Although the Barnes and Diorio cases arise in the context of new technology, the decision issued today is very straightforward. That is because the question of whether a court may restrain one who attends a public court proceeding from disclosing information that he lawfully obtained during that proceeding (whether he records his impressions on paper or film or hard drive or simply preserves those impressions in his own head) is a very simple one: such restraints are strongly disfavored under a long line of First Amendment cases. By applying those cases to the facts before it, the SJC reached the right result.

The Clinic wishes to thank all of the students who contributed to the briefs in the Barnes and Diorio cases, including fall 2011 Harvard Law School Cyberlaw Clinic students Alan Ezekiel, Xiang Li, Matt McDonell, and Tom Spencer and summer 2011 Cyberlaw Clinic intern and New York University School of Law student Ava McAlpin.

Rethink Music

Last month, Berklee College of Music and MIDEM — in association with the Berkman Center for Internet & Society and Harvard Business School — put on a conference called Rethink Music.  The conference addressed issues relating to “Creativity, Commerce, and Policy in the 21st Century,” and it brought together a wide range of stakeholders to “engage in critical dialogue examining the business and rights challenges facing the music industry in the digital era” and “formulate ideas for the creation and distribution of new music and other creative works.”

The Cyberlaw Clinic played an active role in the event.  Spring 2011 Clinic student Adam Gottesfeld worked with Berkman Center Research Assistant Joey Seiler and Cyberlaw Clinic Assistant Director Christopher Bavitz to assemble the Berkman Center’s “Rethinking Music” briefing book, which conference attendees received.  Gottesfeld, Seiler, and Bavitz prepared the Center’s framing paper, which introduced the book and teed up a number of important issues addressed during the conference.  Clinic student Cristina Fernandez worked with WGBH‘s Deputy General Counsel, Jay Fialkov, on another piece included in the book, “Music Rights Clearances and Public Media.”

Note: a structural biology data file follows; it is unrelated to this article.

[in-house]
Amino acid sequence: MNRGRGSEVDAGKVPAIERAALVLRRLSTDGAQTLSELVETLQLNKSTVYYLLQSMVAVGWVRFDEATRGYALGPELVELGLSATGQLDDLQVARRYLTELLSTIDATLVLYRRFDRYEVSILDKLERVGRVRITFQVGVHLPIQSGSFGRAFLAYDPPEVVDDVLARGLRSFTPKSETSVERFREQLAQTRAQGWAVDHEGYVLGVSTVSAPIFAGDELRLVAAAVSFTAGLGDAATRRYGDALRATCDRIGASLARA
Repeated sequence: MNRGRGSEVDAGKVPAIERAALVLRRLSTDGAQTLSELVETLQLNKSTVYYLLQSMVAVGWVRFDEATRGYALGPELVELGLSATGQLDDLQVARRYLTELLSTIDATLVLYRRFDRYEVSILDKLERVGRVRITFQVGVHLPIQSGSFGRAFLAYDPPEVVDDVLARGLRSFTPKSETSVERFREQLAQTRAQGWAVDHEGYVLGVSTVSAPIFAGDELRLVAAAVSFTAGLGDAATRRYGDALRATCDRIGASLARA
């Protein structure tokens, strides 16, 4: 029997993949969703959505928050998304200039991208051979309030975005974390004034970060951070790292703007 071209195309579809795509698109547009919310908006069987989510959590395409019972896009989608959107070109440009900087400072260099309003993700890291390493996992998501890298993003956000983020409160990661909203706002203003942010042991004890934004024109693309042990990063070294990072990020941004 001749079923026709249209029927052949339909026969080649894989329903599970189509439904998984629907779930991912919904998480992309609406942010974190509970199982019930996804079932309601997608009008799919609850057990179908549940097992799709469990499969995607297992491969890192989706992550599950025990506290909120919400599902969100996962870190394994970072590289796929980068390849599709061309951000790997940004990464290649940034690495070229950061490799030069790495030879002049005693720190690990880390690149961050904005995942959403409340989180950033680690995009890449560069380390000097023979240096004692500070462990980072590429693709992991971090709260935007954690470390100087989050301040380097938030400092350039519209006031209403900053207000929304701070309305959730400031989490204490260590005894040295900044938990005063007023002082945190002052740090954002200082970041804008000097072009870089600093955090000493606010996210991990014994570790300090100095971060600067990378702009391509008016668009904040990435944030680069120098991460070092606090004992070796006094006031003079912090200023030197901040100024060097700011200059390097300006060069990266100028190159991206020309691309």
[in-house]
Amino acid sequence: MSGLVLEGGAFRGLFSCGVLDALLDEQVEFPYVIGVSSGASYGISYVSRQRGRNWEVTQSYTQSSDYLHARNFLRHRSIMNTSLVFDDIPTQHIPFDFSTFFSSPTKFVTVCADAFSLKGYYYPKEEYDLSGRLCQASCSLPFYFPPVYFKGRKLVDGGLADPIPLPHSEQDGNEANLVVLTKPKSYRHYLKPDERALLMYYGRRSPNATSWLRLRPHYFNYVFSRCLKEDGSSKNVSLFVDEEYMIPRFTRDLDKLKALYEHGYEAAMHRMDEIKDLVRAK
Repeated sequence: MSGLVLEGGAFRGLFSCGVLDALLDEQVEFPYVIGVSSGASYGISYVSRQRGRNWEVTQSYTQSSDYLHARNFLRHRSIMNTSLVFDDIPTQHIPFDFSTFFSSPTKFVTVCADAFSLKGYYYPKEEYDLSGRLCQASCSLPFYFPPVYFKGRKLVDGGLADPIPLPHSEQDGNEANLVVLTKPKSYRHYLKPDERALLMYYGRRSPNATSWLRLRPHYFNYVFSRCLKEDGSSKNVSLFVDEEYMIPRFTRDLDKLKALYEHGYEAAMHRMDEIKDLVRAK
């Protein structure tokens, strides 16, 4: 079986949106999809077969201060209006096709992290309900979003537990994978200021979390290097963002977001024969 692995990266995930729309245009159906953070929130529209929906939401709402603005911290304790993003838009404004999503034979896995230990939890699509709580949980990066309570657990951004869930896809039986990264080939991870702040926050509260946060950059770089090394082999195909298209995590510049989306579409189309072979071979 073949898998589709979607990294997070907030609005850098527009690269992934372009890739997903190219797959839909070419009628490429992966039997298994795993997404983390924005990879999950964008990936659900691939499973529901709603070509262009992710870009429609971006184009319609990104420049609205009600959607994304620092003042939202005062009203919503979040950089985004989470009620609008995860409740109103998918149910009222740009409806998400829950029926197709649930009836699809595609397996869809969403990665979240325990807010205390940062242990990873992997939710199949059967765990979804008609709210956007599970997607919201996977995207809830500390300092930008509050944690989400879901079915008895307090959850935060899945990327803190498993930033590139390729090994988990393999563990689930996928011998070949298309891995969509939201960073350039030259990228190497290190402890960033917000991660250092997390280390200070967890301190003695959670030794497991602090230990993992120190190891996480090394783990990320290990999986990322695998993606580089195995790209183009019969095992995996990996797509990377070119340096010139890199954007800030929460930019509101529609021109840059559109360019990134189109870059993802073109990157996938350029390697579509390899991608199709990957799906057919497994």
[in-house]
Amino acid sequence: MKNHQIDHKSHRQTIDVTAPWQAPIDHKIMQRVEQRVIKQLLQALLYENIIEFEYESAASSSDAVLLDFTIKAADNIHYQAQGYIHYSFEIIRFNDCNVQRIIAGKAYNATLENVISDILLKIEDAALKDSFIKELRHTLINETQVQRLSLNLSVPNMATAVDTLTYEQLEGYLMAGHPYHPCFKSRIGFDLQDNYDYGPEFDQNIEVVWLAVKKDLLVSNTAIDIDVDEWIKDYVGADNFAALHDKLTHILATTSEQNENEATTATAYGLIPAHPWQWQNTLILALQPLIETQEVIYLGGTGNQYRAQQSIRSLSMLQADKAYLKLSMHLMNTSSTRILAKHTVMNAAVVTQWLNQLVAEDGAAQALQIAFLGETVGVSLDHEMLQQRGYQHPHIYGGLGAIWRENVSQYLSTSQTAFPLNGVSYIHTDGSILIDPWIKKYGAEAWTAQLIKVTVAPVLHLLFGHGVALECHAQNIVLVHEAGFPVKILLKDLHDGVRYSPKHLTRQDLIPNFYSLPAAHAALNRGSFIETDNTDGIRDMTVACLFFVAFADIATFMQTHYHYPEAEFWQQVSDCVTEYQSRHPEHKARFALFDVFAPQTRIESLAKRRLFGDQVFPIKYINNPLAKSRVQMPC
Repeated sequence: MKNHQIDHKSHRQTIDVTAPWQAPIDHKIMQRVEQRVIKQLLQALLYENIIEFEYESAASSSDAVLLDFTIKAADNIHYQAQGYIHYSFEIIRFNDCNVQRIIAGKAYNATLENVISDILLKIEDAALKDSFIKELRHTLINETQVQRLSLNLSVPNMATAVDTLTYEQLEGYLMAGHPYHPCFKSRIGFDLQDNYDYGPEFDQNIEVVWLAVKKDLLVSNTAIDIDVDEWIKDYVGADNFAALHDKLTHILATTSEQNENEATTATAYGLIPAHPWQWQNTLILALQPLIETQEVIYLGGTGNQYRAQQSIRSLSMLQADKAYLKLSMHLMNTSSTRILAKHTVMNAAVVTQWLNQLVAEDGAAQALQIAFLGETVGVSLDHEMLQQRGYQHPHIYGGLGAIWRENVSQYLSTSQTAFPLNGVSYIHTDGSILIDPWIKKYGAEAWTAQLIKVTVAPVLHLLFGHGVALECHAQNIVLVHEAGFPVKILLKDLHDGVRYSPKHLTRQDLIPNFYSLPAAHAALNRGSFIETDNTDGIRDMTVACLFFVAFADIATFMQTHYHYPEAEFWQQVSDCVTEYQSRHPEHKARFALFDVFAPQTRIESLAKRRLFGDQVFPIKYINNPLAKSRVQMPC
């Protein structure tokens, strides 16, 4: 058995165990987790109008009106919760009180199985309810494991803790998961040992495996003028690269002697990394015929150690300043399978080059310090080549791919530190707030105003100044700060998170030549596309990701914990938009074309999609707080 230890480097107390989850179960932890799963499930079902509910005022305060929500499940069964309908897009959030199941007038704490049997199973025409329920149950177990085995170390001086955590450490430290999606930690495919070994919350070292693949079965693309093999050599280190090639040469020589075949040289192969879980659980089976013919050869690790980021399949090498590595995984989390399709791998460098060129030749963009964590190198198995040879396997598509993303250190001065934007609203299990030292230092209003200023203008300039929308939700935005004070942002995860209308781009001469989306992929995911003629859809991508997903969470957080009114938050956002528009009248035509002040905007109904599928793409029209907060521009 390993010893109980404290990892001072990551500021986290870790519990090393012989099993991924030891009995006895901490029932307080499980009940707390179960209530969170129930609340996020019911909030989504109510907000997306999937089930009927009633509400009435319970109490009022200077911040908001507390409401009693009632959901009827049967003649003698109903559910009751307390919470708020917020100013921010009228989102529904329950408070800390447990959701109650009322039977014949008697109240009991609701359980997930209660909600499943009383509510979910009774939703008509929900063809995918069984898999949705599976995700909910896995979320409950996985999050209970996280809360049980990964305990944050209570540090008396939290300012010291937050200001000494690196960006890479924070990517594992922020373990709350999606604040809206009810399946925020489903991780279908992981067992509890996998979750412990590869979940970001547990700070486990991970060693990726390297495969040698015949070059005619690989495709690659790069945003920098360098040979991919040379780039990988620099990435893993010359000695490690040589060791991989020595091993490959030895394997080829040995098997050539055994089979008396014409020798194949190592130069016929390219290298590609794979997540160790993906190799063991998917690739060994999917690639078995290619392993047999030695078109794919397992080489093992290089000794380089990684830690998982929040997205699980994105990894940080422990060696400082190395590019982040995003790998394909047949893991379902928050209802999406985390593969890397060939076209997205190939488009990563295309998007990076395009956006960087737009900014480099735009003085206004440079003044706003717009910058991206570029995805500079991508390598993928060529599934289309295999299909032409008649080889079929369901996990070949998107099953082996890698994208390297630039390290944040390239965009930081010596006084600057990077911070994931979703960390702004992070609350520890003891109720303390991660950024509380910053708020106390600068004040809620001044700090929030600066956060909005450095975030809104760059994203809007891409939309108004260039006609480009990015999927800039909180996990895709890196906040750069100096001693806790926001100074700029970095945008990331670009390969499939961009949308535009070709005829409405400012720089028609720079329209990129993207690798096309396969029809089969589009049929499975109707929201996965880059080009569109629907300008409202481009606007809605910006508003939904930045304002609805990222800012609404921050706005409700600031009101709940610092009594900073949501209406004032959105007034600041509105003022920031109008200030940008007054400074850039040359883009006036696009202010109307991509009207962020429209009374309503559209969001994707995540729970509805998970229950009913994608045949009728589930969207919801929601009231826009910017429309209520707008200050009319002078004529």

Working with the Berkman Center’s Program Coordinator, Amar Ashar, Bavitz helped to manage Berkman’s overall role in the event.  The Berkman team oversaw an academic call for papers that resulted in the selection of an article by Mary LaFrance of UNLV’s William S. Boyd School of Law.  LaFrance’s article, which concerns public performance rights in sound recordings, will be published in the Harvard Journal of Sports & Entertainment Law.  Bavitz also joined Berklee’s Allen Bargfrede in an interview with WBUR about the event and the state of the music industry.

Harvard Law School’s website published an overview of the conference, and the Berkman Center offered its own roundup of coverage.  Livestream has several videos of panel discussions and presentations at the conference.

The Cablevision Case — 2 Years Later

The Cyberlaw Clinic and Harvard Law School‘s Journal of Law and Technology hosted a fantastic talk earlier this month by David Hosp of Boston law firm Goodwin Procter LLP and Ed Weiss, formerly of Time Warner, Inc. and currently General Counsel for New England Sports Ventures, about Cartoon Network v. CSC Holdings, 536 F.3d 121 (2nd Cir. 2008), known as the “Cablevision” case.   The case concerned the legality of a “Remote Storage Digital Video Recorder” or “RS-DVR” system, and it has enormous ramifications as more and more content moves off individuals’ hard drives and into the cloud.

The JOLT Digest has a post that summarizes the presentation, which offered some unique perspectives on this important decision.

CMLP and Cyberlaw Clinic Advocate First Amendment Scrutiny in Hot News Cases

The Citizen Media Law Project (CMLP), with the Electronic Frontier Foundation (EFF), and Public Citizen, submitted an amicus curiae brief to the United States Court of Appeals for the Second Circuit, urging the court to apply First Amendment scrutiny to the recently resurgent “hot news misappropriation” doctrine in Barclays Capital, Inc. v., Inc.  The coalition worked with Harvard Law School’s Cyberlaw Clinic on the brief.

The case involves a financial news website (“Fly”) that reports on equity research from Wall Street investment firms.  Several firms sued the website, claiming that Fly’s reporting of their stock recommendations before the market opens constitutes hot news misappropriation.  The United States District Court for the Southern District of New York agreed and issued an injunction requiring Fly to delay its reporting of these recommendations until later in the day.  The injunction applies even when Fly obtains information about the recommendations from published news reports.  Fly appealed to the Second Circuit.